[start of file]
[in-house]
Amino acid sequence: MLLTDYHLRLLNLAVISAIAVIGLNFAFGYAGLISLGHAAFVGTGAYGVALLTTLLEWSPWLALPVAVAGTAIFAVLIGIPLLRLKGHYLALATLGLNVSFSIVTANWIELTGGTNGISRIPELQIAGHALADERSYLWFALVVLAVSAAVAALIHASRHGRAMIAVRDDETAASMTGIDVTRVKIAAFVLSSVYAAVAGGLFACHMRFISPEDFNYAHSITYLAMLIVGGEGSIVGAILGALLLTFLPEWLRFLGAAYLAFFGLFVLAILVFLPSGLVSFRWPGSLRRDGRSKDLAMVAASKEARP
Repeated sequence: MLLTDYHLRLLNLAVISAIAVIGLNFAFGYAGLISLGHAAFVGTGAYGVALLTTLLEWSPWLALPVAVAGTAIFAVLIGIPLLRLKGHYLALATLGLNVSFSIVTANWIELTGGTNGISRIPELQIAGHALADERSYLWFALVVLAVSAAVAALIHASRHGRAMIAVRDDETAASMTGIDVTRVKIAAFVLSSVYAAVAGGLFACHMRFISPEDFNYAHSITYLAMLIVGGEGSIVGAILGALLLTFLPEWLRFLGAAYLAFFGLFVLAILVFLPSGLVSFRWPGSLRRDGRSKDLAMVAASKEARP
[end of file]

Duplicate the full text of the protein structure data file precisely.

[in-house]
Amino acid sequence: MLLTDYHLRLLNLAVISAIAVIGLNFAFGYAGLISLGHAAFVGTGAYGVALLTTLLEWSPWLALPVAVAGTAIFAVLIGIPLLRLKGHYLALATLGLNVSFSIVTANWIELTGGTNGISRIPELQIAGHALADERSYLWFALVVLAVSAAVAALIHASRHGRAMIAVRDDETAASMTGIDVTRVKIAAFVLSSVYAAVAGGLFACHMRFISPEDFNYAHSITYLAMLIVGGEGSIVGAILGALLLTFLPEWLRFLGAAYLAFFGLFVLAILVFLPSGLVSFRWPGSLRRDGRSKDLAMVAASKEARP
Repeated sequence: MLLTDYHLRLLNLAVISAIAVIGLNFAFGYAGLISLGHAAFVGTGAYGVALLTTLLEWSPWLALPVAVAGTAIFAVLIGIPLLRLKGHYLALATLGLNVSFSIVTANWIELTGGTNGISRIPELQIAGHALADERSYLWFALVVLAVSAAVAALIHASRHGRAMIAVRDDETAASMTGIDVTRVKIAAFVLSSVYAAVAGGLFACHMRFISPEDFNYAHSITYLAMLIVGGEGSIVGAILGALLLTFLPEWLRFLGAAYLAFFGLFVLAILVFLPSGLVSFRWPGSLRRDGRSKDLAMVAASKEARP